A busy canteen with large windows looking out onto another building in the distance


This is a past event which is no longer running. On the 14th of November, the University hosted the annual…

This is a past event which is no longer running.

On the 14th of November, the University hosted the annual LALT (Lincoln Academy of Learning and Teaching) Conference – with this years event being all about independent learning. I attended as part of the Student Life team and got some first-hand experience at an academic conference aimed at both staff and students.

First of all, apologies because you’ll read the words ‘independent learning’ so many times throughout this post but it’s super interesting so please read on!

What was it all about?

So, for me the day started in the foyer of the Isaac Newton Building, where there were multiple help desks aimed at giving information about both what it means to be an independent learner and also how this is applied at our Uni. My personal highlights were:

  • -VR Mindfulness on the ‘Learning at Lincoln’ stand (which was really calming, and that can only be good going into a learning situation).
  • -Having representatives from Microsoft on another stall – a very informative company with useful insights into how technology can break down barriers in learning environments and the workplace.
  • -The Library also had their own stand and gave loads of information on how to independently research.
  • -Lynda.com, a really great online learning tool with loads of different courses. (Plus it’s free for all UoL staff and students! You can login via lncn.eu/lyndalogin)

On top of that, there were multiple talks and workshops throughout the day, covering everything from digital marking, connecting the workplace and the curriculum and a Keynote speech from Professor Liz Thomas on ‘Understanding and Improving Students’ Perceptions and Experiences of Independent Learning in Higher Education’… bit of a mouthful but I’ve been told it was definitely more interesting than it is easy to say!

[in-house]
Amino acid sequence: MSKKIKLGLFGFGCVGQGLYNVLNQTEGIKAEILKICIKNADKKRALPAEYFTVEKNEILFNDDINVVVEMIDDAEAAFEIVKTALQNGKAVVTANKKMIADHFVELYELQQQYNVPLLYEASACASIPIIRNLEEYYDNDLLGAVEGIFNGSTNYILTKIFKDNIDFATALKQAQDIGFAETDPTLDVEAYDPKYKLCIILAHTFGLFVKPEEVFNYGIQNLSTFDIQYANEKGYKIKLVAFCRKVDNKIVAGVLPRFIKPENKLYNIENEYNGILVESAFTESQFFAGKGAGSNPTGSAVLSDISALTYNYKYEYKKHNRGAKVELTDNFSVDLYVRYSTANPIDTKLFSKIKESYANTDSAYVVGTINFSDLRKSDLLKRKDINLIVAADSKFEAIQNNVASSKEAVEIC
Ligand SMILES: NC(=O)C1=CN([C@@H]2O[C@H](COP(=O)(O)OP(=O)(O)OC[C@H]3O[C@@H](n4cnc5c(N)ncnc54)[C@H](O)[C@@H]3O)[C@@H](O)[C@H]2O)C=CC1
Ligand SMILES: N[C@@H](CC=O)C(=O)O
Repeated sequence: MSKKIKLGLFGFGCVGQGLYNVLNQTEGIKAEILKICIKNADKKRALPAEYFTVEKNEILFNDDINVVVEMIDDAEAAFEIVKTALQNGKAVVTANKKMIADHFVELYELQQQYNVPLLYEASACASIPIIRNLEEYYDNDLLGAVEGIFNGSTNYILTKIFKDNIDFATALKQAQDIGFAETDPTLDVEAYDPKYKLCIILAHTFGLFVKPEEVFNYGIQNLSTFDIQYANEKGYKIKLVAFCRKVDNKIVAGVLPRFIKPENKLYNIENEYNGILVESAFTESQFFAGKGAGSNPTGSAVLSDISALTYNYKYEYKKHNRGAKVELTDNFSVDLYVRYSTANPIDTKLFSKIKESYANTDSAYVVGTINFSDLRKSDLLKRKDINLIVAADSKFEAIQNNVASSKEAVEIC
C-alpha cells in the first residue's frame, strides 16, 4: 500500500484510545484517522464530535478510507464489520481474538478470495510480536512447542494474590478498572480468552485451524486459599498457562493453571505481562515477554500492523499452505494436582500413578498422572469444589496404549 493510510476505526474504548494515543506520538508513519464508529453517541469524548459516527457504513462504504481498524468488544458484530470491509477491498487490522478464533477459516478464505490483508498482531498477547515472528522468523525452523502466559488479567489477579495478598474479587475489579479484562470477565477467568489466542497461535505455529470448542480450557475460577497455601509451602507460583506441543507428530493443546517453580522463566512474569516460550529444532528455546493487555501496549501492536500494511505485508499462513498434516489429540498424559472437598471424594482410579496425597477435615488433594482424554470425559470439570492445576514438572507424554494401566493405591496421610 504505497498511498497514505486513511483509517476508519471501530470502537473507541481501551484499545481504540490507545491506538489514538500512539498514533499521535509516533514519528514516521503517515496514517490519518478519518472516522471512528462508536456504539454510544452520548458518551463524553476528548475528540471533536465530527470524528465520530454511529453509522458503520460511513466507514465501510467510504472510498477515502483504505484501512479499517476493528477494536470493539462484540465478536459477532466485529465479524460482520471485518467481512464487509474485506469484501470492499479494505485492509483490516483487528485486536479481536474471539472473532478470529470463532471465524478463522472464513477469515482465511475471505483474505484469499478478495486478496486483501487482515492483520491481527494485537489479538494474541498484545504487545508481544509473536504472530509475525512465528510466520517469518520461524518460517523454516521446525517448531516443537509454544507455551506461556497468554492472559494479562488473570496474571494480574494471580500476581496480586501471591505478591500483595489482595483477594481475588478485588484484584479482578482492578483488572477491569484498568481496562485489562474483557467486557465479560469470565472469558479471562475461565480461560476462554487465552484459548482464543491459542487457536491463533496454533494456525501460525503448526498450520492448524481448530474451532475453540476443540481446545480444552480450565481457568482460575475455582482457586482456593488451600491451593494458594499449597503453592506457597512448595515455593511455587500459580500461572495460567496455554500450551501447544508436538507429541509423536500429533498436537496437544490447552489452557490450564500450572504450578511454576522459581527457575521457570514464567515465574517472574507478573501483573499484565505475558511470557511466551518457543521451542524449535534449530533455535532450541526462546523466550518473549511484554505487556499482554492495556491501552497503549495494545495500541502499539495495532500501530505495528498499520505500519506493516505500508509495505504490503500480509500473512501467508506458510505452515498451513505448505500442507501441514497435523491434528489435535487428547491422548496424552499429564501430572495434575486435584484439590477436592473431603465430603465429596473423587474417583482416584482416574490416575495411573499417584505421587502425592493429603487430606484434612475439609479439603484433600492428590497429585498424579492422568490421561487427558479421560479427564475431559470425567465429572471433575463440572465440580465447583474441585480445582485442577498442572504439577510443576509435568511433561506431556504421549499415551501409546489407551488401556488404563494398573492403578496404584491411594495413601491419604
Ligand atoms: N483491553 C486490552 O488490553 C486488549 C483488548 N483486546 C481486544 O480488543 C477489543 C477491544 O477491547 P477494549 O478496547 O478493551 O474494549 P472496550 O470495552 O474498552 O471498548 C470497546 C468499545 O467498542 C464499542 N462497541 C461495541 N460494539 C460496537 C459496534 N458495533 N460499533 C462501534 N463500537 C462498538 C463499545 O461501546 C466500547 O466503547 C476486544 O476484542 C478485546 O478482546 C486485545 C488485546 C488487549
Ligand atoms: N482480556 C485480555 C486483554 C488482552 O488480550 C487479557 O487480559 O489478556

Social Media Coverage

Another part of my day was live tweeting a Q&A with a staff and student led panel on what it means to be an independent learner. This was probably the most interesting part for me and you can check out what the panellists had to say here:

It was fascinating to see the different ways in which staff and students view what it means to learn independently. It seemed like the staff struggled more with how to give students the confidence to learn on their own – this being the main difference between sixth form or college and university – and students equally struggled with the concept of ‘free-range learning.’

All in all, it was a super informative day that I’m sure will be repeated next year. I would recommend it to both students and staff because, even though I attended the event with the intention of helping promotion, I definitely came out of it feeling like I could crack on with my dissertation confident in my ability to be an independent learner.

(That’s the last time I’ll say ‘independent learner’ I promise!)

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